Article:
It’s November. Outside there is nothing but grey skies and days are so short that you benefit from a little daylight. It seems that you have been working forever without a vacation. So, the idea that you might want to reward yourself with a vacation somewhere warm crosses your mind. After all, you deserve it. Suddenly you imagine yourself on the beach, tropical music playing in the background, sipping pina coladas. It seems perfect.
However, you sober up quickly when you look at your finances and realize the hefty burden this would place on your credit card. So instead you forego the beach vacation plans and settle on a trip to visit family. No pina coladas, only distant cousins. Even though you enjoy the vacation, the thought of lying on the beach still makes you think you could have had a better time.
This story exemplifies a natural idea that is not embedded in classical economic theory but is explored in recent paper I published with Jean-Denis Garon in the journal International Tax and Public Finance: namely that our welfare depends not only on our actual consumption, but also on alternate choices wedid not make. There is empirical evidence that we suffer when we abandon the most tempting option for the “reasonable” one. We all want the beach vacation, or the latest trendy cellphone, and so on. Although we know that we must save, we feel a form of mental suffering when we forego a desirable consumption good. Economists call this feeling the cost of self-control.
This idea has two important consequences on society, particularly in terms of savings for retirement. First, when faced with the emotional cost of self-control individuals will be tempted to save less for retirement. By saving less, individuals reduce the cost and thus feel better off in the moment, but they are also sacrificing future consumption. Second, individuals face lower self-control costs if they have less cash-on-hand. Reducing the amount of money people have available also reduces the value of the most tempting alternate option.
Taken together, these consequences mean that taxing individuals and giving them back the taxed amount for retirement can improve their own welfare. Taxing reduces cash-on-hand and increases savings for retirement. Thus, there is grounds for governments to behave paternalistically for retirement decisions.
In the paper, we explore how this cost of self-control has an impact on the optimal design of a public pension regime. How do self-control problems affect tax rates and the degree of redistributiveness of pensions? For example, the tax rate could be high and the degree of redistribution could be low, meaning that individuals would receive exactly what they contributed through taxation. On the other hand, the redistribution aspect could also be high, meaning that the global amount collected could be redistributed equally amongst individuals regardless of their degree of contribution.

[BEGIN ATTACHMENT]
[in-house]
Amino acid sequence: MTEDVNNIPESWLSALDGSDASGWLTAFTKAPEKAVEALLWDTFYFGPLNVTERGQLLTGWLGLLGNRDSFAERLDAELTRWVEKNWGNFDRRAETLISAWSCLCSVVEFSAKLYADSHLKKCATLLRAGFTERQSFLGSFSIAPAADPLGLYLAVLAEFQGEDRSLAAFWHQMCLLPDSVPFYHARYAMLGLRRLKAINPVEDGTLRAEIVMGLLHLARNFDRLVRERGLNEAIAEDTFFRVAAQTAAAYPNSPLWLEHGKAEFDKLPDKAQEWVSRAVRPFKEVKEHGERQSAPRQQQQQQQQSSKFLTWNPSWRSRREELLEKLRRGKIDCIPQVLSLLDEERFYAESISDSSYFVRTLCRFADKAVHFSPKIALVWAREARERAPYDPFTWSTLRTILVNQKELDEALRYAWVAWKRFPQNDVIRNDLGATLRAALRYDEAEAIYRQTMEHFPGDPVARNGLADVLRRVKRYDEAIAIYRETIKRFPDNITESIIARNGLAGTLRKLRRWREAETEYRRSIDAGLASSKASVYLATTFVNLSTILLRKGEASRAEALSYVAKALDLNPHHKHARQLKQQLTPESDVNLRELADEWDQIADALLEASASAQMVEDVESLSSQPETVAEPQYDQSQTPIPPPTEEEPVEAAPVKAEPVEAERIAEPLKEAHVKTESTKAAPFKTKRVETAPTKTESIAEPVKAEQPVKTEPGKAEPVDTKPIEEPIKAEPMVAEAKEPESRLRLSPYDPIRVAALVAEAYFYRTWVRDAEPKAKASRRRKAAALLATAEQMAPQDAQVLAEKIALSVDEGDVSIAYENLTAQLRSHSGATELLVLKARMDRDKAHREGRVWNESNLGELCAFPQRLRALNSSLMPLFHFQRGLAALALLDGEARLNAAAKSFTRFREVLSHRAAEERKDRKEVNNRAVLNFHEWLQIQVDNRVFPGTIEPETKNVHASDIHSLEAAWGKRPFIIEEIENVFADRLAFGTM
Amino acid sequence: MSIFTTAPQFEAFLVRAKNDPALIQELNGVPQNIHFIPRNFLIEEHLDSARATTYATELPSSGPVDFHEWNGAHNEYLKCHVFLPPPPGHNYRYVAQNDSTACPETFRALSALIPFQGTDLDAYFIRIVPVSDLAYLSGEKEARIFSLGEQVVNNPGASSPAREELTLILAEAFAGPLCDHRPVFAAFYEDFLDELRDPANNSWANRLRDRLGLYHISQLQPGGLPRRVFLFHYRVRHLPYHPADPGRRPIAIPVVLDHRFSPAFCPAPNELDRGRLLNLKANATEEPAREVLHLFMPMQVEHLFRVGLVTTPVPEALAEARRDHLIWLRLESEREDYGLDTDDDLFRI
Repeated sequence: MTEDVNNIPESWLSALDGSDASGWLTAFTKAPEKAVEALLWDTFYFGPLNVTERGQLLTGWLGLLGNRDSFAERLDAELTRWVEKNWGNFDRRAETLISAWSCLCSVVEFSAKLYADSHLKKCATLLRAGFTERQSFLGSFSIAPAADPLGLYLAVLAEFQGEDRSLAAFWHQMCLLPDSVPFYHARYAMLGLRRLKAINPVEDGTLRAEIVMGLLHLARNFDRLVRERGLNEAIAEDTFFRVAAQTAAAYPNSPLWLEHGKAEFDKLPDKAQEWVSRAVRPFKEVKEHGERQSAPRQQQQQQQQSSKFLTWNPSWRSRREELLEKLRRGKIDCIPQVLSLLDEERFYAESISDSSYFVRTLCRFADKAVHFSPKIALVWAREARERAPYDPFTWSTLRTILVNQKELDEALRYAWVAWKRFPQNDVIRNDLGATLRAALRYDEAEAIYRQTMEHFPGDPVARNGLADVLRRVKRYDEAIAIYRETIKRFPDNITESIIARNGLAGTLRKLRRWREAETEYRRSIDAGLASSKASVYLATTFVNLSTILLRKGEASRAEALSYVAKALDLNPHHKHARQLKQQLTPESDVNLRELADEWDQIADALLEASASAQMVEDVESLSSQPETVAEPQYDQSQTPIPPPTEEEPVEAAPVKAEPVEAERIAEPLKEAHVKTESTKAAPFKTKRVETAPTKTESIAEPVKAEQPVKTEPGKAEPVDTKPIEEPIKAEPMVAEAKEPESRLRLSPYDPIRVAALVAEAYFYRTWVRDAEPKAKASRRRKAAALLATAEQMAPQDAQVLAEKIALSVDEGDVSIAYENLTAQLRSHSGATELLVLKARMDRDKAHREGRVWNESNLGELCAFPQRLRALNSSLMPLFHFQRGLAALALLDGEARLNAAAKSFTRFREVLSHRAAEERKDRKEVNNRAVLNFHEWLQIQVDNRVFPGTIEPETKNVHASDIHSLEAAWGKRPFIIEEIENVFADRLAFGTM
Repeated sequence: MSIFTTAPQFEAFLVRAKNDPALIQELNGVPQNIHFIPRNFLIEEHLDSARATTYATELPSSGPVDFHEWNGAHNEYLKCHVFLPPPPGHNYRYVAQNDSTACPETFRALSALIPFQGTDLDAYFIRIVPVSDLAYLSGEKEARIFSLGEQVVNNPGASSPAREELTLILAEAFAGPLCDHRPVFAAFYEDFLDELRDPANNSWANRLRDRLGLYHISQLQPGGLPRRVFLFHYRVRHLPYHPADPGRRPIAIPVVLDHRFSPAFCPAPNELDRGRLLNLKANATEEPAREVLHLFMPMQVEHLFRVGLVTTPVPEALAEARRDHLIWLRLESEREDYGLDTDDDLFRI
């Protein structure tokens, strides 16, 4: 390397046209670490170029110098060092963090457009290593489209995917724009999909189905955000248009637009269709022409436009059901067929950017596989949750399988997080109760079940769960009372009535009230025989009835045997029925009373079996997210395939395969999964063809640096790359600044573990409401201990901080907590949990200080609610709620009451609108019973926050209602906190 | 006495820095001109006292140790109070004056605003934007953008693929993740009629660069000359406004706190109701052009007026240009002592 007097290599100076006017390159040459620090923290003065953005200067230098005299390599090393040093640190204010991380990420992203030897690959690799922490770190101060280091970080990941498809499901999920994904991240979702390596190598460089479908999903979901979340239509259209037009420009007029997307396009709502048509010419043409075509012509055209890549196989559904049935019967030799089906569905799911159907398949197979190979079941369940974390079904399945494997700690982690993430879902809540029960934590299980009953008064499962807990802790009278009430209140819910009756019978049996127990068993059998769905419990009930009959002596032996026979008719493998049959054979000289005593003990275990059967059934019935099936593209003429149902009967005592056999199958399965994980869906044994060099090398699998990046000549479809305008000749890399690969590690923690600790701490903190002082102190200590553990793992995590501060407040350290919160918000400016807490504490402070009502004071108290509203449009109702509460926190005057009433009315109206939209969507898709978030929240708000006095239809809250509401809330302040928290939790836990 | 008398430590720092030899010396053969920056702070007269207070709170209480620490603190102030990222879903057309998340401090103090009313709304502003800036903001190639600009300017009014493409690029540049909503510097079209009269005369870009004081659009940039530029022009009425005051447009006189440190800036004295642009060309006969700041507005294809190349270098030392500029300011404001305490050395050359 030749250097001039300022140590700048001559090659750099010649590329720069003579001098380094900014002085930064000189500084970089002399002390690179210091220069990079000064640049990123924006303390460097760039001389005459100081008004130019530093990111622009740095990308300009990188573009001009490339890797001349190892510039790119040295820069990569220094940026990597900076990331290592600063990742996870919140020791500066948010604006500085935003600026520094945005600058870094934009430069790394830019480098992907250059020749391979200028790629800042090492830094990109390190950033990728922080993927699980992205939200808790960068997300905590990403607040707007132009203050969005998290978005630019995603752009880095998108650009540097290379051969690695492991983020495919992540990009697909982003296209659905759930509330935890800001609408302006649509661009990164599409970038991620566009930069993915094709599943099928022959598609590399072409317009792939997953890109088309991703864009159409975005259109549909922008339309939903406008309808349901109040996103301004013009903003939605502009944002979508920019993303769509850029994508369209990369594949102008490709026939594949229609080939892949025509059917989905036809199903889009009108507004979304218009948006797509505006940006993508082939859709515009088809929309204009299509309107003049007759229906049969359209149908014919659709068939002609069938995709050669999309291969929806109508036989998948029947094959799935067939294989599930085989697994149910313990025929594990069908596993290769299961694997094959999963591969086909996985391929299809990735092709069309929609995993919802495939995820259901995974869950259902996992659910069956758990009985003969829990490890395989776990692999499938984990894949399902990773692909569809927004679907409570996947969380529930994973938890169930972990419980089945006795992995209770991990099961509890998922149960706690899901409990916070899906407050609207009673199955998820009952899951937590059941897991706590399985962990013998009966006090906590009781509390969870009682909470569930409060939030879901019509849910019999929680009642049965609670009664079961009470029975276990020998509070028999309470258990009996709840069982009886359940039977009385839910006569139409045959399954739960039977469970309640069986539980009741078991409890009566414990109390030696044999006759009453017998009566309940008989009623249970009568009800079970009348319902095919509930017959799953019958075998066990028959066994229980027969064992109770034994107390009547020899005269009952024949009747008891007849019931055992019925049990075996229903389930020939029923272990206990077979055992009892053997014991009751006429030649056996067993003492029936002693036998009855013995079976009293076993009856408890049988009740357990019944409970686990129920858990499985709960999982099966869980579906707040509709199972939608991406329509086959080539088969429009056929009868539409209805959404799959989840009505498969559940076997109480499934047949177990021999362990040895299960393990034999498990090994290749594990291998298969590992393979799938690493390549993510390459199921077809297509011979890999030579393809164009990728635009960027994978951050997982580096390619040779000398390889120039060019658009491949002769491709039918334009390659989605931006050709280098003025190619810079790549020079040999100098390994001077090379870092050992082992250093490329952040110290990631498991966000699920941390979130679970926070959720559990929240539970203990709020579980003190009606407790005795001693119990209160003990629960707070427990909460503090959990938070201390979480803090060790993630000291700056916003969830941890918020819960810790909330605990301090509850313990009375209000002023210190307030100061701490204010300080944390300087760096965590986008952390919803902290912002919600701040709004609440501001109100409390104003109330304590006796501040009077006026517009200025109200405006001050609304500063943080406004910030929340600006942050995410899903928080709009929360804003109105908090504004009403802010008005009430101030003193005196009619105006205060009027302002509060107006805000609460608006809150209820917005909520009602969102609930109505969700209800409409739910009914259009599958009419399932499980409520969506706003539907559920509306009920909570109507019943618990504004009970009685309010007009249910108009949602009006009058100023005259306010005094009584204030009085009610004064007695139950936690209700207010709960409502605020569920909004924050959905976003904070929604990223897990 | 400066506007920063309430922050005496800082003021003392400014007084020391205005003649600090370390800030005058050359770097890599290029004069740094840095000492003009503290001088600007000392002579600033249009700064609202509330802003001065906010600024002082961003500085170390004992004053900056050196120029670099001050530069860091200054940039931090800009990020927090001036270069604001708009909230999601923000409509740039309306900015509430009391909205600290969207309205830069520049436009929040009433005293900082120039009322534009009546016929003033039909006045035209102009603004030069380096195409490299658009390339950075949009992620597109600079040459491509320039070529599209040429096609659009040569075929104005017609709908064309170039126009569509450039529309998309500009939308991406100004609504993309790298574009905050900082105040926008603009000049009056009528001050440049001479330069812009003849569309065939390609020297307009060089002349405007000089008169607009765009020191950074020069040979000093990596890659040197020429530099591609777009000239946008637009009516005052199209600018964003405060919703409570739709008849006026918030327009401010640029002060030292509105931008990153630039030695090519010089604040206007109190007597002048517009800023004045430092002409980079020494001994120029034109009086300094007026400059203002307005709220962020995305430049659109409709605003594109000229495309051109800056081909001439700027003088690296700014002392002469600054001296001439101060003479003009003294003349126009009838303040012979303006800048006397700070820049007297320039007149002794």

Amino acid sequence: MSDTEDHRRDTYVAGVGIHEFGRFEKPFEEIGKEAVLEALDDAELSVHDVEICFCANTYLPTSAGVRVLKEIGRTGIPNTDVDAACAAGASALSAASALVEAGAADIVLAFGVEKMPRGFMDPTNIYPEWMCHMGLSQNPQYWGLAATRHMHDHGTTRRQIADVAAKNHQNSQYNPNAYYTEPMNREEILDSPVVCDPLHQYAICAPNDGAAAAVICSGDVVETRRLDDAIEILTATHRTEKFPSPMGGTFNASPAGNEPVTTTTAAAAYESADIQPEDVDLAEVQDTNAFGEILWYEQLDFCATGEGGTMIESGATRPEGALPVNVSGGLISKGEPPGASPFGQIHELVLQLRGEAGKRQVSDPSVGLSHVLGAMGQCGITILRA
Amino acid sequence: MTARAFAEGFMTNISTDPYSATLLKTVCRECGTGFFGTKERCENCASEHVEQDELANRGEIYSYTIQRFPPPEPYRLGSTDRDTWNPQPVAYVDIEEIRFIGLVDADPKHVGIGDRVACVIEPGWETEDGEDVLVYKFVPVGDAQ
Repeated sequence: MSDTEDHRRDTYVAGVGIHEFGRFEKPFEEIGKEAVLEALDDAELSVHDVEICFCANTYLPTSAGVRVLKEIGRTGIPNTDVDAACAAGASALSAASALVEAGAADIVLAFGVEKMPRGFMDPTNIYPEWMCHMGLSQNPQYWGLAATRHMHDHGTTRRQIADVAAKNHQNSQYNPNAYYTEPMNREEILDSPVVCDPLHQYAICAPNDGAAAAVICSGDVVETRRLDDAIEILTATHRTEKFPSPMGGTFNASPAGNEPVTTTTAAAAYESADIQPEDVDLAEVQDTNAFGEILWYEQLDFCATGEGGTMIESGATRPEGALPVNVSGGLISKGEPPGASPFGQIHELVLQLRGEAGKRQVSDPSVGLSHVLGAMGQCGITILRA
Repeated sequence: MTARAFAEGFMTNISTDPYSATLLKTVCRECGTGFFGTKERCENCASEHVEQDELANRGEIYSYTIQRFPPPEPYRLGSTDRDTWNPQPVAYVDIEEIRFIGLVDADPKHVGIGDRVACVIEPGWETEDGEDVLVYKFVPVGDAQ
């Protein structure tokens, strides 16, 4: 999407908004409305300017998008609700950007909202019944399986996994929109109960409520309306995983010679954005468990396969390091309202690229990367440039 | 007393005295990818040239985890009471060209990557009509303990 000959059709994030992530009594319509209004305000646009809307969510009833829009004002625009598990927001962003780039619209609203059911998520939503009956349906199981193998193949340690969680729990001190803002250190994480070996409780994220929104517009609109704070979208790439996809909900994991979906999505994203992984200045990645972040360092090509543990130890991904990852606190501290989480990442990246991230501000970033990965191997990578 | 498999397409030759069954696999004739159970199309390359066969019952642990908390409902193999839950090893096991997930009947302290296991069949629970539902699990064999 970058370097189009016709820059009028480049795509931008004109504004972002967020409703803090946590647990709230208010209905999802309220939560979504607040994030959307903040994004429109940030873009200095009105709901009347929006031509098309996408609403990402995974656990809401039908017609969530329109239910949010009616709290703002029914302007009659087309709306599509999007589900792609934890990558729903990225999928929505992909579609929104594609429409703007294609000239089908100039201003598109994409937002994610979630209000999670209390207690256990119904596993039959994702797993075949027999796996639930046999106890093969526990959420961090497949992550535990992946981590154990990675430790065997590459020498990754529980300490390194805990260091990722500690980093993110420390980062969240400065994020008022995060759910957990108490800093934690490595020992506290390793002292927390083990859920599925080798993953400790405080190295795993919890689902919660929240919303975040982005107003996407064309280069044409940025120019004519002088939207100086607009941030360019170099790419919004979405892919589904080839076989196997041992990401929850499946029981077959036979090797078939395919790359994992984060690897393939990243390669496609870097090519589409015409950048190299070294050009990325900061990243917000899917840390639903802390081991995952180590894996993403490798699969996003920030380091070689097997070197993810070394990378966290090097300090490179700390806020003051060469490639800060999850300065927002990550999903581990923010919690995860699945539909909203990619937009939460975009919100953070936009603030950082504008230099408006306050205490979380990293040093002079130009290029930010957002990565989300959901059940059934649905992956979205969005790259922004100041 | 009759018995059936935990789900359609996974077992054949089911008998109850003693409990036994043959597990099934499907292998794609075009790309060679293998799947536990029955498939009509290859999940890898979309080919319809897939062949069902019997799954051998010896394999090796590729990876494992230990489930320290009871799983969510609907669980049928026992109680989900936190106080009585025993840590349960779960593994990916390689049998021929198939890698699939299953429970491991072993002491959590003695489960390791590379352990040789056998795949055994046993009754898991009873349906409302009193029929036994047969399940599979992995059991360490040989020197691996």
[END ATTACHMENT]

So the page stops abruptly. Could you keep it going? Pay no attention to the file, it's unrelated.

When we compare our results with those found when individuals have no cost of self-control (as in standard utility theory), we find two effects on the system. First, tax rates should be uniformly higher when people have self-control problems. Second, the system should be more redistributive.
The first point is simply a consequence of reducing the cash on hand. But the second point is more nuanced. Because individuals receive the same amount in the future regardless of how much they personally save, they reduce their private savings. By doing so, they also reduce the difference between their chosen consumption and the most tempting option. Therefore, it increases their welfare.
The paper also shows a more subtle effect: Increasing taxation affects how individuals see one additional unit of income spent on the most tempting option. Because individuals have less income (through taxation), the value of an additional unit of income on the most tempting option becomes much more attractive. So although tax instruments decrease the global cost of self-control, they increase the attractiveness of the most tempting option. And since individuals have less to spend, the sense of suffering for not being able to make the most of it becomes more acute. This effect partially offsets the benefits of a public regime, although the net effect is globally positive.
This paper combines different fields of economics. Readers might be interested in decision theory (in particular, behavioral economics) or public economics. Decision theory deals with the mathematical modeling of how individuals make economic decisions. Behavioral economics deals with how we make decisions based on so-called “rules of thumb” or simple behaviors (and is mostly empirical) and is, by construction, a substantive departure from the concept of the rational agent. Public economics deals with taxation, government spending, public services, and the effect of the government on the global welfare of individuals. There is a lot to be done at the intersection of these two trends of literature, as public economics become a natural approach to improve welfare when faced with “non-homo-economicus” individuals.
Pier-André Bouchard St-Amant is a post-doctoral research fellow at the Institute for New Economic Thinking. He obtained is Ph.D. from Queen’s University in Kingston, Ontario. He is interested in exploring social networks and public economics.